Interacting with technology in art has given me, along with many other skills, an expanded ability to understand self. 

This recognition led me to the thought that technology is possibly just a reflection of humanity as we are. In following this thought further, I speculated that technology could only potentially generate/create on that level of being, and even though technology as a man-made intelligence has this capacity to reflect the human condition, to really see that condition possibly requires an alternative perspective. Without it, we recreate and reproduce, like eternal visual feedback, a continuous cycle of human being.

This mirror of our way of being is possibly technology’s greatest potential and power (one that maybe we have not even begun to tap into). However it is also possibly technology’s greatest limitation simply due to the fact that we are the makers of technology, and so we can only learn how to be as we already are via its power. 

I propose that there is the possibility of greater potential for evolutionary thought via seeking to also collaborate with intelligences beyond us, intelligences not made by man. Looking to the creative potential within Nature, intelligences that are laws unto their own. Intelligences that can give a special perspective onto our own thinking, a point of view that is less anthropocentric and reveals the partiality of human agency. 

This ‘anthropononcentric’ point of view enquires more deeply into the potential of artistic collaboration between human intelligence (both man and his technological reflection) and natural intelligences, specifically highlighting the importance of not putting human thought above other species’ ability to think or produce knowledge. Meaning that man is not the determining centre of reality, exploring the possibilities within the intertwining of nature, technology and man. 

The anthropocentric viewpoint on the other hand has Man becoming increasingly the one and only subject, the self-conscious shaper of all.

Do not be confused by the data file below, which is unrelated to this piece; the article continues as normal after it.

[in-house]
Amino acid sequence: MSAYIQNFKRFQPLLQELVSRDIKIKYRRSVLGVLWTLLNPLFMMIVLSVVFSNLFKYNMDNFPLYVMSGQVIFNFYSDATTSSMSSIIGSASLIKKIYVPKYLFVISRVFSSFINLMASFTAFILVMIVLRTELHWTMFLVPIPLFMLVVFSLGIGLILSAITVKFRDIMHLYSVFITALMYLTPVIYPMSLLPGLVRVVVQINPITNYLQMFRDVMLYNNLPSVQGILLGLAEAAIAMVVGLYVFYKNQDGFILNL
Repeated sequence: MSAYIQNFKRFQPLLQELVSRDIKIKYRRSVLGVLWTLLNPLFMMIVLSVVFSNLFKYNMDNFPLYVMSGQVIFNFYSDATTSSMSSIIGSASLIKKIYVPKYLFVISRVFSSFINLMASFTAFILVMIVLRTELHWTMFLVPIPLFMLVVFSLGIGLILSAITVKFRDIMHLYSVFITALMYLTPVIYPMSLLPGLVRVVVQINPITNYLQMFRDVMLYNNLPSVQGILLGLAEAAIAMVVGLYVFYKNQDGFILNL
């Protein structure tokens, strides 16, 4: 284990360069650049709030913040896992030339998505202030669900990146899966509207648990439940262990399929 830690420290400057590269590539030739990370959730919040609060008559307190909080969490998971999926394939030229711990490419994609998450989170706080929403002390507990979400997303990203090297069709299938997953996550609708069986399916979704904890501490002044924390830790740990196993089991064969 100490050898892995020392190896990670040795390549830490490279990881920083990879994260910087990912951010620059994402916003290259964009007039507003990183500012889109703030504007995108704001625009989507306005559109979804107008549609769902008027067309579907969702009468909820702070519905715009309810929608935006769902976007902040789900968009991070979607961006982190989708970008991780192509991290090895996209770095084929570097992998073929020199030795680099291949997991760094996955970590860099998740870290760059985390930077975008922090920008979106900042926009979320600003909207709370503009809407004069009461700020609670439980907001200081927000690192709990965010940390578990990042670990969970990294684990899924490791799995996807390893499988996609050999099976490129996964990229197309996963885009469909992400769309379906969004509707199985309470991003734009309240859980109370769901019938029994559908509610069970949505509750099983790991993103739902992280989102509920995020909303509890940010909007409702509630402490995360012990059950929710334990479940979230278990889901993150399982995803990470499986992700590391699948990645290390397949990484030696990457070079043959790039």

Considering western philosophy, one could say that the anthropocentric way of thinking began with Descartes proposition ‘I think therefore I am’. Descartes defined a reality that is not beyond or outside of oneself, meaning that man was able to make reality something that he conceived. Finding this self-certainty the intellectual processes of the ego took hold, allowing man to become more and more the determining center of reality, and human self-consciousness now the quintessential subject. Before this, as the Greeks had understood it, reality confronted man in the power of its presence. According to the German philosopher Heidegger, there is a reorientation that needs to take place for humanity to find the truth. But this passage threaten man's position as the subject - not a journey easily undertaken by the ego/self. 

Heidegger pointed out that scientific enquiries, through prescribed procedures of experiment, objectify Nature thus hindering the possibility of relating to it in ‘the openness of immediate response’. However, artistic enquiries into Nature have the potential to navigate the paradox of self, enabling the possibility of viewing the world as it is and as it reveals itself.

I propose then, rather than using technology as the instrument of our own supposed rise, what if we aimed to enhance our relatedness to nature via technology. A purpose for biotech, self-modification, augmented reality, virtual reality and the like could then be the development of our sensibility towards natural intelligences, rather than solely for the purpose of the enhancement of man as he conceives himself.

Maurice Merleau Ponty in his essay Eye and Mind, cited the modernist painter André Marchand as saying ‘I think that the artist must be penetrated by the universe and not want to penetrate it’. In a modernist context this idea could only be taken phenomenologically, however I want to reconsider it in the light of the age we live in now, in the context of the potential within nature, technology and man. Hence the idea of a practice that orientates towards an ‘Anthropononcentric’ art.

Myvanwy Gibson
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